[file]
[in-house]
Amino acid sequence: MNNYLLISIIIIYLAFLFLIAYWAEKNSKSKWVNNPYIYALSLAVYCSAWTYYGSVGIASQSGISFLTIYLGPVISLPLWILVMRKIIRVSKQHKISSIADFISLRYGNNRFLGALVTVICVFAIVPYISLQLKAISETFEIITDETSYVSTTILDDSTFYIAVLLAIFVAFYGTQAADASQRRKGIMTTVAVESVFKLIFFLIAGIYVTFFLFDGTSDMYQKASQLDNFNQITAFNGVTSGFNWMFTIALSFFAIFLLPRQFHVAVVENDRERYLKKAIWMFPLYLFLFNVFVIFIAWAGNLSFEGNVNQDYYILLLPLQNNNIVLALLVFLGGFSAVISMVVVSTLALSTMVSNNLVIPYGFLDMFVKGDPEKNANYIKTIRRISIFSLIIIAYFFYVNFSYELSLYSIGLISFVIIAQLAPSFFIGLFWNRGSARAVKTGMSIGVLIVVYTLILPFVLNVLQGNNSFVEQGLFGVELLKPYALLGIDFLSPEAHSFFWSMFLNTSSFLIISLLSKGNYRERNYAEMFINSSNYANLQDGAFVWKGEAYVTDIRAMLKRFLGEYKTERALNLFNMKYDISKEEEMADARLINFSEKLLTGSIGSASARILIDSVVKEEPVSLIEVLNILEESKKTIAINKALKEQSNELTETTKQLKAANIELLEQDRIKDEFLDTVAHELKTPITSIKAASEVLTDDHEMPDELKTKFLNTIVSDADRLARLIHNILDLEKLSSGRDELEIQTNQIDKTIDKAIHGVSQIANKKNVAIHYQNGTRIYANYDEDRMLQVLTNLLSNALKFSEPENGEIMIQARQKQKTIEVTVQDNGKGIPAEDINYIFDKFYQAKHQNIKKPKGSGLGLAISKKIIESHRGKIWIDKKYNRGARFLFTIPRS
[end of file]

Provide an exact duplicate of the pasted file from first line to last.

[in-house]
Amino acid sequence: MNNYLLISIIIIYLAFLFLIAYWAEKNSKSKWVNNPYIYALSLAVYCSAWTYYGSVGIASQSGISFLTIYLGPVISLPLWILVMRKIIRVSKQHKISSIADFISLRYGNNRFLGALVTVICVFAIVPYISLQLKAISETFEIITDETSYVSTTILDDSTFYIAVLLAIFVAFYGTQAADASQRRKGIMTTVAVESVFKLIFFLIAGIYVTFFLFDGTSDMYQKASQLDNFNQITAFNGVTSGFNWMFTIALSFFAIFLLPRQFHVAVVENDRERYLKKAIWMFPLYLFLFNVFVIFIAWAGNLSFEGNVNQDYYILLLPLQNNNIVLALLVFLGGFSAVISMVVVSTLALSTMVSNNLVIPYGFLDMFVKGDPEKNANYIKTIRRISIFSLIIIAYFFYVNFSYELSLYSIGLISFVIIAQLAPSFFIGLFWNRGSARAVKTGMSIGVLIVVYTLILPFVLNVLQGNNSFVEQGLFGVELLKPYALLGIDFLSPEAHSFFWSMFLNTSSFLIISLLSKGNYRERNYAEMFINSSNYANLQDGAFVWKGEAYVTDIRAMLKRFLGEYKTERALNLFNMKYDISKEEEMADARLINFSEKLLTGSIGSASARILIDSVVKEEPVSLIEVLNILEESKKTIAINKALKEQSNELTETTKQLKAANIELLEQDRIKDEFLDTVAHELKTPITSIKAASEVLTDDHEMPDELKTKFLNTIVSDADRLARLIHNILDLEKLSSGRDELEIQTNQIDKTIDKAIHGVSQIANKKNVAIHYQNGTRIYANYDEDRMLQVLTNLLSNALKFSEPENGEIMIQARQKQKTIEVTVQDNGKGIPAEDINYIFDKFYQAKHQNIKKPKGSGLGLAISKKIIESHRGKIWIDKKYNRGARFLFTIPRS